Quick question. If I want to put in a stock pond in a draw (small valley), should I *not* keeling plow above it? All the land has been overgrazed and is terribly compacted so I *want* to key line plow it, but I think doing so will prevent the ponds from filling. Would you agree?
I attended an "open gate" event at Circle Ranch in Van Horn, TX, Circle Ranch TX a few weeks ago and the owner stated that many of their tanks/ponds were no longer getting enough water to fill up after the land above them was keyline ripped. He did not regret that however because the water is much more valuable in the ground up high in the land form. As the grasses respond and the hydrology of your soil begins to improve a plume of moisture should begin to form under the grasses which will slowly move down slope in the land form.
Also, remember that not all rains come equally. What I mean is every year you will get rains that come faster than your soil can take it in -- so you will have run off. That surplus water is what your tank/ponds can catch and retain. What I am saying is with keyline ripping it might take longer to get a "permanent water level" pond than otherwise, but I don't think you have to look at it as an EITHER -- OR situation.
Hope this helps your thinking.
posted 3 years ago
Thanks very much, Kevin. That does help. Thanks too for the link. Looks like some good reading there. Our place is not that dry so we may get sufficient water in the ponds even with key lining. I can't WAIT to try this. After 75+ years of set-stock grazing, this land needs some TLC. I look forward to having one of those photo journals. Already took the "before" pictures just this week.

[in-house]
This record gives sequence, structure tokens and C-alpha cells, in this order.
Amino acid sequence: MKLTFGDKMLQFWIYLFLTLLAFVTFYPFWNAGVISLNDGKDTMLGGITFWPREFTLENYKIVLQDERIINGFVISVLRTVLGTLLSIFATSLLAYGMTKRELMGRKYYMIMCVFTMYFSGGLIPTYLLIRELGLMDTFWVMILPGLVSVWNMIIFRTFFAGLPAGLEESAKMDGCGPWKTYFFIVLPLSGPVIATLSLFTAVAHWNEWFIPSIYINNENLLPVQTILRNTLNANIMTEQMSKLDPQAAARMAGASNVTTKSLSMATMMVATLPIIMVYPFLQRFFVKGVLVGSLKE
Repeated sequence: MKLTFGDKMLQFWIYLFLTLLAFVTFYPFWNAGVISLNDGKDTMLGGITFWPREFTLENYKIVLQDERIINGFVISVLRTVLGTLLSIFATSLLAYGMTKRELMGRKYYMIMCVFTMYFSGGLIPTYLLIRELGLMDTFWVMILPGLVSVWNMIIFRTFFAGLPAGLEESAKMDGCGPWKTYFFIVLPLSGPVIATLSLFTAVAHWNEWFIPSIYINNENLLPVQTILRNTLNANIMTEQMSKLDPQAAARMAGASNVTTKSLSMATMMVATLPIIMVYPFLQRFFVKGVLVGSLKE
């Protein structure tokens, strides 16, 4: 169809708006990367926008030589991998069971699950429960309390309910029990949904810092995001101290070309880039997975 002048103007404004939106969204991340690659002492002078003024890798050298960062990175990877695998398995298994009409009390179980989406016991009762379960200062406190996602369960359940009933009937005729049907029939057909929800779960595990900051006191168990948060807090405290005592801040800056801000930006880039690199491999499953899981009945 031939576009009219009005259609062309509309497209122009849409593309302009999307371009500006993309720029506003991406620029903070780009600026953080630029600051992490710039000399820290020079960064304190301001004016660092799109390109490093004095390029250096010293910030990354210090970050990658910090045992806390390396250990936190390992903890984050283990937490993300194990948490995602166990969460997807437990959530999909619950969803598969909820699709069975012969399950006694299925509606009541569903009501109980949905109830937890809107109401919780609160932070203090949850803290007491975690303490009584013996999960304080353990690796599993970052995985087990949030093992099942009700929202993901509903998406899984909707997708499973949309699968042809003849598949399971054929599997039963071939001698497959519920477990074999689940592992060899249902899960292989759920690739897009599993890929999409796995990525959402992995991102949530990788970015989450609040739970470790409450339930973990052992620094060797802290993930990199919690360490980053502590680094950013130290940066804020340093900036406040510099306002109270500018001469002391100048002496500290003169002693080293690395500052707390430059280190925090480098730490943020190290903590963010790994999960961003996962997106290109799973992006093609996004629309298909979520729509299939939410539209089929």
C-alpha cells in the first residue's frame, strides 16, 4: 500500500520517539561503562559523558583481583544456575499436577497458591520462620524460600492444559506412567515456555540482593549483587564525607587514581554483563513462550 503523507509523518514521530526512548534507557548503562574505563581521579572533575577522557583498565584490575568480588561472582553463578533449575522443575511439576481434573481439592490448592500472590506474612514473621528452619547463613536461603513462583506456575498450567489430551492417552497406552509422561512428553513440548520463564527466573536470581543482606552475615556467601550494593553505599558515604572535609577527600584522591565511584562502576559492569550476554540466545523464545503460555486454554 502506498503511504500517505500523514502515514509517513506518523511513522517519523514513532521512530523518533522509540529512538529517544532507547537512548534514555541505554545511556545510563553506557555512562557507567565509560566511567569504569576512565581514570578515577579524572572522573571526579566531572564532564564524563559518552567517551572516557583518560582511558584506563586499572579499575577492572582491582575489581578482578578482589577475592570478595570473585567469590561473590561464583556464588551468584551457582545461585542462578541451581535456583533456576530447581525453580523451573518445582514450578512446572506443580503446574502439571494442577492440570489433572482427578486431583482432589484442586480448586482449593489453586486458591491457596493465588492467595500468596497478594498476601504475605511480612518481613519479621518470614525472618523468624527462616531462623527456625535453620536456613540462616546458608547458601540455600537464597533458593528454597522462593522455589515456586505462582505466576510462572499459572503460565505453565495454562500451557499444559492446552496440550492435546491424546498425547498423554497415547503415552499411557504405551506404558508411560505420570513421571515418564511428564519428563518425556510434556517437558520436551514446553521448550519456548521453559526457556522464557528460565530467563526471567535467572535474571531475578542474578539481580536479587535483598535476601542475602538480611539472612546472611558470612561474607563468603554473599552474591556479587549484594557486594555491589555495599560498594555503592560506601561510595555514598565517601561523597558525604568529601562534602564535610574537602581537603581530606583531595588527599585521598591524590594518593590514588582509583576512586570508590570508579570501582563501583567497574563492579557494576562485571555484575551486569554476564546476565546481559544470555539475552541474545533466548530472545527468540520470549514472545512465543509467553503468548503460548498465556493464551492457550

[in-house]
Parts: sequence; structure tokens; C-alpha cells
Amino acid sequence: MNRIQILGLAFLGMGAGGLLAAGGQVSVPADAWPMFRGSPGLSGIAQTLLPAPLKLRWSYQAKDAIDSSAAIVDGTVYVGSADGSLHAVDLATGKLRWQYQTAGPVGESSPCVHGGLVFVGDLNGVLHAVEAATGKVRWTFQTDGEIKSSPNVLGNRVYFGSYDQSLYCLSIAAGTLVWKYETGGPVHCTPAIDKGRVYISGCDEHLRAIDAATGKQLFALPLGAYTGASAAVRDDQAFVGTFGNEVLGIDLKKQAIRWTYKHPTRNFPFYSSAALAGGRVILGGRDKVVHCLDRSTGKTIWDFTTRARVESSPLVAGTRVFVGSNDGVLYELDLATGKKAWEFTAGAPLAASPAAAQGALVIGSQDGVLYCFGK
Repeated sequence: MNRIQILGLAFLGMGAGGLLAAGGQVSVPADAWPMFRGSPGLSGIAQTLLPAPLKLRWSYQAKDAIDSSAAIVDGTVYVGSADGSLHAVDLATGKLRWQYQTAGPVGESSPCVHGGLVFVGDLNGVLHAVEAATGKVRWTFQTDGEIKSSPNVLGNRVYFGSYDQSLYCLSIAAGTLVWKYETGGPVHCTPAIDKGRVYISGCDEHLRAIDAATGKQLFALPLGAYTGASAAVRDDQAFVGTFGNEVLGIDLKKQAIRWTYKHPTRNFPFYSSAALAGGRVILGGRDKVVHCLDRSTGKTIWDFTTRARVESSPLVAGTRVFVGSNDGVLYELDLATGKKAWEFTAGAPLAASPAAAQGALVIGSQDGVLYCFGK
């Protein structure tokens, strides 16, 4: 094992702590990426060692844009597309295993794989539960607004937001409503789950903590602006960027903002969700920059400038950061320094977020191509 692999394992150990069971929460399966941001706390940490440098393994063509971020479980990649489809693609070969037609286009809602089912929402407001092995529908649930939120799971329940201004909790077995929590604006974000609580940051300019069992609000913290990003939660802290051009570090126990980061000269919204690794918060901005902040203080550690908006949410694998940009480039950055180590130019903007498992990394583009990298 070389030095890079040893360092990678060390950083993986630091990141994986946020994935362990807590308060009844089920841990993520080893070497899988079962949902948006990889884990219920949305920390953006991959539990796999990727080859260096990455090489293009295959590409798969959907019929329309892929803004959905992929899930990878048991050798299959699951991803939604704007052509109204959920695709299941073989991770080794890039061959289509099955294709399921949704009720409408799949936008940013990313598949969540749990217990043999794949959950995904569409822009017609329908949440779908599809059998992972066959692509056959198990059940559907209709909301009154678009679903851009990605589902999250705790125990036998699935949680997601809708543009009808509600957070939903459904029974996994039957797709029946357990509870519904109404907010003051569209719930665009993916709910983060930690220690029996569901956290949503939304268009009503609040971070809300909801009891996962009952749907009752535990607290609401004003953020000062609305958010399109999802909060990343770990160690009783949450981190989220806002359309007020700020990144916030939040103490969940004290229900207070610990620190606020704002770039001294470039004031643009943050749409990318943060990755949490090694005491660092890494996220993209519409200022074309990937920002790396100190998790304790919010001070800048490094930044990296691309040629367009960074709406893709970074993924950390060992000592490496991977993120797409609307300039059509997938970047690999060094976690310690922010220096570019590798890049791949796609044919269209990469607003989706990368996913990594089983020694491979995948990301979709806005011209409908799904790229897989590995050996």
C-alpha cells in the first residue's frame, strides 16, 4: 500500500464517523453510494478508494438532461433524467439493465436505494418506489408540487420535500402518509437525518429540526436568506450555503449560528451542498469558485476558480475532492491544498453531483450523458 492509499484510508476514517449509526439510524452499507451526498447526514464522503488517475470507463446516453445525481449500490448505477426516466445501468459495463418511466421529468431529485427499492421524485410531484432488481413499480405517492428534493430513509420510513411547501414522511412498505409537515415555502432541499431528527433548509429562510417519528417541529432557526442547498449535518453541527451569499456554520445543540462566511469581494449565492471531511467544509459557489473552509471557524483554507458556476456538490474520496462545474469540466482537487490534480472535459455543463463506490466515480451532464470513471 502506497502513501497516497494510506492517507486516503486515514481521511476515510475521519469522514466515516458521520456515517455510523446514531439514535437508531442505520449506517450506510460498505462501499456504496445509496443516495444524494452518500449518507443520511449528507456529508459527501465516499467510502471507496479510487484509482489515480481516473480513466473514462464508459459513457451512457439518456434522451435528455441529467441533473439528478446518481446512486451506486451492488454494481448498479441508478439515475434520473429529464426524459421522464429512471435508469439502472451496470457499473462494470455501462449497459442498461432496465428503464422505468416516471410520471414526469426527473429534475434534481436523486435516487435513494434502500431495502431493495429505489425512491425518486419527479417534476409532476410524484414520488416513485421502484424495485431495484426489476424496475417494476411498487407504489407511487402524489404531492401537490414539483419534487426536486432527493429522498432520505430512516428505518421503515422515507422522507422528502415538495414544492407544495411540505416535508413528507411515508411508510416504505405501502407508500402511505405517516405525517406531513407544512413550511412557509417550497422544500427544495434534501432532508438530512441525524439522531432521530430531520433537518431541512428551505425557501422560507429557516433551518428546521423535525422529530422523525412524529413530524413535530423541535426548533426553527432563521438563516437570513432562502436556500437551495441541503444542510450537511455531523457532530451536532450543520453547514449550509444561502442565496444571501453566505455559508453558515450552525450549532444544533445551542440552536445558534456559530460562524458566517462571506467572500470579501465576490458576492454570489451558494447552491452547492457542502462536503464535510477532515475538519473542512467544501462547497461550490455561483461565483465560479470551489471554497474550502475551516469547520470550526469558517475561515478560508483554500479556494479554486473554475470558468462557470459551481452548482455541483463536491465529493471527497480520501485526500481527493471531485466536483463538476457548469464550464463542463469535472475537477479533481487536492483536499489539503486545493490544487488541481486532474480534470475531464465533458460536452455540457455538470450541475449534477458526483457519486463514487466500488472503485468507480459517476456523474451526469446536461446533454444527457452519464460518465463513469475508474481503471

Location: West Texas - near Big Bend National Park
The best way to build ponds and then fill them is by restructuring the flow of water so it runs along the key-line and finds its way to the pond slowly.
Ripping the ground up actually will not do what you want in the end (loose soil that is friable) as well as planting things like winter cereal rye, winter barley, winter wheat and yellow, red, crimson clovers.
Allowing these to grow to maturity will not only loosen the soil, they will also add carbon and nitrogen to it, making the process far less work and without the dangers of erosion.
when the tall, straw producing cereals have headed out, press them down so the clovers can take over and add nitrogen, when those are fully grown, turn the whole lot under and plant food crop plants.
Soil building is something that takes time, just like restoring land does. When you want to restore land start with managing the water and the last thing to do is build the soil. Trees are a good second step.
For the purpose of restoring the land, the quick and dirty (easy) methods are not usually the best methods.
I have seen many people go this route only to find out they have locked themselves into a system very similar to "Big Ag" techniques.
Try a few small areas and then decide which way you want to restore the land.